After nearly two decades of false starts and failures, the Kremlin appears determined to begin the radical military reforms needed to fashion a modern army from the tangled wreckage of its Soviet-era armed forces.
Unlike previous attempts, little public fanfare accompanies the current effort to modernize Russia's army, begun in earnest after the dismal assessments began rolling in of the military's performance in last August's war with the tiny Caucasus republic of Georgia.
But behind-the-scenes infighting has reportedly been furious, pitting Prime Minister Vladimir Putin and President Dmitry Medvedev against most of the military's general staff, as well as some powerful nationalist and conservative political forces.
In the past month, several top generals and defense ministry officials have been sacked by the Kremlin, including chief of the GRU military intelligence Valentin Korabelnikov and head of the main personnel directorate, Mikhail Vodzakin, effectively crushing institutional resistance to the reforms, experts say.
Although the overall size of Russia's armed forces will slip modestly from just under 1.2 million to 1 million men, the planned changes will slash the 355,000-strong officer corps, particularly the bloated upper ranks, by almost 150,000. More importantly, it will reconfigure the forces to eliminate many Soviet-era "phantom" divisions, which have generals but no troops. In their place, a smaller number of fully staffed units will be formed and – eventually, it is hoped – retrained, equipped with modern weapons, and handed a fresh mission that expresses Russia's post-Soviet national priorities.
Supporters of the reform are jubilant. "By the end of this year Russia will have a new army," says Vitaly Shlykov, a former deputy defense minister who now works as a civilian adviser to the defense ministry. "All these skeleton formations from Soviet times will be replaced with real, functioning units. This alone is an achievement we have not seen in Russia for 150 years, a triumph of common sense over bureaucratic inertia."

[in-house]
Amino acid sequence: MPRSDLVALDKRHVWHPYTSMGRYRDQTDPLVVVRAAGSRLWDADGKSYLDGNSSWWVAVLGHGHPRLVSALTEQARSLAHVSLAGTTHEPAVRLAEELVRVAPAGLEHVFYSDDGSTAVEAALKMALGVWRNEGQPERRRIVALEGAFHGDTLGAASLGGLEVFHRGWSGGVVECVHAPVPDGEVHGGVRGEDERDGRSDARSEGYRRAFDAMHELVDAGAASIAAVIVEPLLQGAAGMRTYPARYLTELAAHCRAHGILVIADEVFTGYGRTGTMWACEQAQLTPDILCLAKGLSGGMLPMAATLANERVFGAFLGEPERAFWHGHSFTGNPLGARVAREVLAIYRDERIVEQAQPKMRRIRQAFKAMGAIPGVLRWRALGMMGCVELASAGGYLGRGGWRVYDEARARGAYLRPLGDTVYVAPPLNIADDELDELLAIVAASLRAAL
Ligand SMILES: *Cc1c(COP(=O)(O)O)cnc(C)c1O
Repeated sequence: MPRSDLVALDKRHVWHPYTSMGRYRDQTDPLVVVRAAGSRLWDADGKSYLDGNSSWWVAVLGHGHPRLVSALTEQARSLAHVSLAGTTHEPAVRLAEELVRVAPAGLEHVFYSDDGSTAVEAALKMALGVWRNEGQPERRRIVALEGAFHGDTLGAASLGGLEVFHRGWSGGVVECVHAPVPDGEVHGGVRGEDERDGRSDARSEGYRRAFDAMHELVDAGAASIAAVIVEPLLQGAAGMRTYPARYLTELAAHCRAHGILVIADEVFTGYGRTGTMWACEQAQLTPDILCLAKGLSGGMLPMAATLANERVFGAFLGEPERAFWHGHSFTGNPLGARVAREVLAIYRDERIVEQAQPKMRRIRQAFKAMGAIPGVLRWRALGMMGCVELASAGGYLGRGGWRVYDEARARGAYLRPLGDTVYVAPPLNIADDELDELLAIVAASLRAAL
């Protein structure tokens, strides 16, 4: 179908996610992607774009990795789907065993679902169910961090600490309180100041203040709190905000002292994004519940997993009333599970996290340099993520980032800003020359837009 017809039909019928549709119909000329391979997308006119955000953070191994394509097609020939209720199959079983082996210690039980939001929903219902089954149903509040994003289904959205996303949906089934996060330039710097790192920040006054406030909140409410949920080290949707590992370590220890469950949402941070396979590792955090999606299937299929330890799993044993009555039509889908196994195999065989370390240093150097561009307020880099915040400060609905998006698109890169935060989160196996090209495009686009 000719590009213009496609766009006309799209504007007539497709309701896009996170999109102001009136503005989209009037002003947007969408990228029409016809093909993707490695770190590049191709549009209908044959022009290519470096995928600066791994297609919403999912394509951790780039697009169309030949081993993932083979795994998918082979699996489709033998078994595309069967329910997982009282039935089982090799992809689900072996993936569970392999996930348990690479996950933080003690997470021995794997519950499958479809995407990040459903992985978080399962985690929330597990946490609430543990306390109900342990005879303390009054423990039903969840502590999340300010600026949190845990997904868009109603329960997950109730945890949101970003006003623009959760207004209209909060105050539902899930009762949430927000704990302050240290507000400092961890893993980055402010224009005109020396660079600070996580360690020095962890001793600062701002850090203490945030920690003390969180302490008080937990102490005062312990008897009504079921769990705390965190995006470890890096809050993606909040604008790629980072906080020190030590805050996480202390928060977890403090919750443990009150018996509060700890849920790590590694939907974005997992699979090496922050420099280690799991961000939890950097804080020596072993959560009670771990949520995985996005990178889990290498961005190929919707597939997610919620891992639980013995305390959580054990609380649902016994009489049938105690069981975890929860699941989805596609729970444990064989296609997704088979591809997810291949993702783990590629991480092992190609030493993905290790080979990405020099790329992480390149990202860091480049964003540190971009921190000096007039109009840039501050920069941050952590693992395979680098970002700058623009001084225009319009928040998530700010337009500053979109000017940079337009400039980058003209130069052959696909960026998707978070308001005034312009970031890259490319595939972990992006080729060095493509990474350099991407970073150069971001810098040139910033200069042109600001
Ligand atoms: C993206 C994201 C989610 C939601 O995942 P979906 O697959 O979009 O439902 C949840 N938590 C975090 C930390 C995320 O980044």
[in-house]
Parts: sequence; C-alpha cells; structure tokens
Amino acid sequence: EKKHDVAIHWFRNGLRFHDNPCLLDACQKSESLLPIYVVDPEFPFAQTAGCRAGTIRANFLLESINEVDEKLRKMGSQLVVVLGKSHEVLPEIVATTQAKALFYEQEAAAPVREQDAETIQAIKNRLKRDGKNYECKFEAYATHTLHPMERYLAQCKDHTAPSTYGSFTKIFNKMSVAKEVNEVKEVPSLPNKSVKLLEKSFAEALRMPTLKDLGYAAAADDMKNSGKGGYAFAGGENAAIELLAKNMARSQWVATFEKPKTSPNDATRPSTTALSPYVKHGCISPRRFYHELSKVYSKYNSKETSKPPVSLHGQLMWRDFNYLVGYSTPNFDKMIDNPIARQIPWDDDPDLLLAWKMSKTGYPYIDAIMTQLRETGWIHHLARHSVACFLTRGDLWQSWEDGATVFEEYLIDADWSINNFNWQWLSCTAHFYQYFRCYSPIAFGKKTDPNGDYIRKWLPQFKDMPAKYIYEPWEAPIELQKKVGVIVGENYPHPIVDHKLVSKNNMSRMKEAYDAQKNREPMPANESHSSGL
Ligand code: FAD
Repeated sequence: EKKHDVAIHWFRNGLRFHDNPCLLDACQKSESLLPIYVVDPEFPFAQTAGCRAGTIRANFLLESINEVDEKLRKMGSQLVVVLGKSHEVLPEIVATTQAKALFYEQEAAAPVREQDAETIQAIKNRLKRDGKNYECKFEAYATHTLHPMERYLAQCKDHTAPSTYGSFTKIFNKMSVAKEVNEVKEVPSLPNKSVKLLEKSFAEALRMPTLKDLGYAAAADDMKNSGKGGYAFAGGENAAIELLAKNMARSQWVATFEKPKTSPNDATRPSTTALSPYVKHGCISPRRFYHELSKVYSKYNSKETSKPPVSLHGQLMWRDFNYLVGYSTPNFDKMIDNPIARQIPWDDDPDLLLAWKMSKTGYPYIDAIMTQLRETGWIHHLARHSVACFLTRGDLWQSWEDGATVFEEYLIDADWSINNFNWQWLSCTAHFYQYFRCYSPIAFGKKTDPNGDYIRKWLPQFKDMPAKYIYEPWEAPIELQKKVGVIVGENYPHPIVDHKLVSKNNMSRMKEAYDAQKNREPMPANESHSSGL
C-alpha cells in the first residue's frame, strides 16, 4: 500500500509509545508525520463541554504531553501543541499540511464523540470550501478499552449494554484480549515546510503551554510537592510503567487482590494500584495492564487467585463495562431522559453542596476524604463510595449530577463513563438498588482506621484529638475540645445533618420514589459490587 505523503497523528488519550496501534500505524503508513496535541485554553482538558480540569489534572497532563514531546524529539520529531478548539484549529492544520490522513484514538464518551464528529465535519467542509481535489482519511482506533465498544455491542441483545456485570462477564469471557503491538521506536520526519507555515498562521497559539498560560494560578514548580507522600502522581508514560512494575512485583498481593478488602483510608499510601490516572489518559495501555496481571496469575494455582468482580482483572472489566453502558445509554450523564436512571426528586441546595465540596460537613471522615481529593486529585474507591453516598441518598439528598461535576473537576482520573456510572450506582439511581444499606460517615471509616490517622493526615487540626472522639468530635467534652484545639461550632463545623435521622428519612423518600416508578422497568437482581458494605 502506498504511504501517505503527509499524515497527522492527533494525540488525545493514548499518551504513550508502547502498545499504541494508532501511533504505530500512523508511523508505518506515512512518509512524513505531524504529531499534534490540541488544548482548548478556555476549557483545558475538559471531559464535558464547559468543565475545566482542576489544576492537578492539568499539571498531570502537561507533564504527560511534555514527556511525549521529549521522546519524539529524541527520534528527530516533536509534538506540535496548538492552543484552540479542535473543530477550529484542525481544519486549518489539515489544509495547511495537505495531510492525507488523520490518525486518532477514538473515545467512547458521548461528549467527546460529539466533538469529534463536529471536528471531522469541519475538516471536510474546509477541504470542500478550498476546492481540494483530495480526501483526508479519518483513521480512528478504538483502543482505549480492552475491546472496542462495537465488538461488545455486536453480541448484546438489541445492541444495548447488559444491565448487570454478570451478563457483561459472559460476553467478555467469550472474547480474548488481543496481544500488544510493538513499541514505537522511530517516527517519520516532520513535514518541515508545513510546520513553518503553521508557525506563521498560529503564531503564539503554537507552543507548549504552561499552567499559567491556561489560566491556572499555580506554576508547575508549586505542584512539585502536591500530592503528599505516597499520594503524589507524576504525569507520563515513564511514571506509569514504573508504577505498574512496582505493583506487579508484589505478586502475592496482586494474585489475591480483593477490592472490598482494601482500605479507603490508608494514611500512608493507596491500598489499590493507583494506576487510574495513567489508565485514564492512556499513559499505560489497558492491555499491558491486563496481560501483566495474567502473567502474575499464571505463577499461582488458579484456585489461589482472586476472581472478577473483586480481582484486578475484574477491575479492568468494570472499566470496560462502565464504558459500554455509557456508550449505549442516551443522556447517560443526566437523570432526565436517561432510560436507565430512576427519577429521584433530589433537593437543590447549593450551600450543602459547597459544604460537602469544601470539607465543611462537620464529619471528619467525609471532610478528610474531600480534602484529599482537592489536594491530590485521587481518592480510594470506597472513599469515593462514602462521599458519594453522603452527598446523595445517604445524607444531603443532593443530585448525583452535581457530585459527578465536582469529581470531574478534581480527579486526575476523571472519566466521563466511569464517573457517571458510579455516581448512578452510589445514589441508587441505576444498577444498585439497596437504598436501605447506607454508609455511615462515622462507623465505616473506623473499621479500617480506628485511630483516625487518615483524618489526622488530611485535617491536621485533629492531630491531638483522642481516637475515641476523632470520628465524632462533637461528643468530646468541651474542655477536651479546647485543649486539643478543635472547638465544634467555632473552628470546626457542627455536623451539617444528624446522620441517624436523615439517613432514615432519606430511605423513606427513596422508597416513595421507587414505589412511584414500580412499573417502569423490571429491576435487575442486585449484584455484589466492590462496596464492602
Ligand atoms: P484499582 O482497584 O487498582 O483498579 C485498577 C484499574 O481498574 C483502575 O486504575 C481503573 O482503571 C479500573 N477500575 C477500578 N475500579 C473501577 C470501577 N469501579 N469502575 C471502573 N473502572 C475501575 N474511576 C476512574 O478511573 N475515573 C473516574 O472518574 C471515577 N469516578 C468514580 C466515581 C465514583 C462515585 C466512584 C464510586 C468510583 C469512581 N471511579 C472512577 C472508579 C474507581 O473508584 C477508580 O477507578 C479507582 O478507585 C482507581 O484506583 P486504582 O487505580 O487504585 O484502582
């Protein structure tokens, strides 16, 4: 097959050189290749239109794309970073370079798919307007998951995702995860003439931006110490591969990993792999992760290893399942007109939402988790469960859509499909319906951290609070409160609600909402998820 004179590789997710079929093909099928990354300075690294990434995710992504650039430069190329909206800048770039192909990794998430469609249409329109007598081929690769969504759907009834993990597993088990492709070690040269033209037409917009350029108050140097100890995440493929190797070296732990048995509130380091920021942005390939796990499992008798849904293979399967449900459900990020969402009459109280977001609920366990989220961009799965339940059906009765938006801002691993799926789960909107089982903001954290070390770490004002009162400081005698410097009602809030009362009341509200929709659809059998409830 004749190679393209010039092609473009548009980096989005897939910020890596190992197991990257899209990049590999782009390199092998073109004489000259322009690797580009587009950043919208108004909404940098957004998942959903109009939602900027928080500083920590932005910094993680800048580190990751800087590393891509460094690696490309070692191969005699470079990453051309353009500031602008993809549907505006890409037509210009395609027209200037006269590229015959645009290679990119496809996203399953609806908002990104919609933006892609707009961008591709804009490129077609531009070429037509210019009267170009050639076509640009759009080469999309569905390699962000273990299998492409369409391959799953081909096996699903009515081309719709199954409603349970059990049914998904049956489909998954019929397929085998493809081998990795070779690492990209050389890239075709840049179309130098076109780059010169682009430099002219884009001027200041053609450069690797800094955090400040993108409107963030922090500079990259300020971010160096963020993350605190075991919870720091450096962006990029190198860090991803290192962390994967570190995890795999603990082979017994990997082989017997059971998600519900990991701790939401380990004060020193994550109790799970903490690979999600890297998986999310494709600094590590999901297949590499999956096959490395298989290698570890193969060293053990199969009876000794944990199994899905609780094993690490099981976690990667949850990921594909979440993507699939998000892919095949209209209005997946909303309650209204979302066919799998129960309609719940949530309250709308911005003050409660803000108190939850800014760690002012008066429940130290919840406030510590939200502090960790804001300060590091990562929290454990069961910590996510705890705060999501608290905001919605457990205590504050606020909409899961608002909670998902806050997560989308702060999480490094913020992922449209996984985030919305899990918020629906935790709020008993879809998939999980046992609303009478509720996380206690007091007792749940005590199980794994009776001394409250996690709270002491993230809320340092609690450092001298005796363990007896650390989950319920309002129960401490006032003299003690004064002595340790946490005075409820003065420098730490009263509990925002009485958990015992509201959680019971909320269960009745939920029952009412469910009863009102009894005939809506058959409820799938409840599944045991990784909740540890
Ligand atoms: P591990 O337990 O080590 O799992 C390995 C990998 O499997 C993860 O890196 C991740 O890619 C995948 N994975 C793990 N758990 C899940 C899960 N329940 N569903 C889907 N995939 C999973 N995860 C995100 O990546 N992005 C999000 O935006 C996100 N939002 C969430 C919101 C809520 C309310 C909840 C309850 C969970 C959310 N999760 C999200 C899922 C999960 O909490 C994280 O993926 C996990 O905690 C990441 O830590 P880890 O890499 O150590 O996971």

But opponents insist this reform, which comes after almost two decades of futile tinkering with the military, will only hasten the collapse of Russia's once-proud armed services.
"This is not a reform, it is the final blow to the army," says Viktor Ilyukhin, a leading Communist parliamentarian and deputy chair of the State Duma's Security Committee. "The essence of these measures seems to be to cut staff, especially the officer corps. We are losing the professional basis of our army, and demoralizing those who remain. Officers have been constantly under stress of these endless reforms for the past 15 years or more, and they are exhausted and harassed by the constant threats of dismissal or demotion. This is the biggest damage."
A more efficient fighting force
At the heart of the debate are sweeping plans to abolish the Soviet-era "mobilization" army, which was designed to fight World War II against the massed forces of the West. In line with that model, the Russian military still maintains far-flung facilities, vast stockpiles of armaments, and an organizational structure that is meant to be filled out with millions of reservists in short order.
Besides streamlining the army's structure, the plans call for the military to sell off many assets that will not be needed in future, including factories, tracts of land, massive fuel dumps, and armories stuffed with outdated weapons.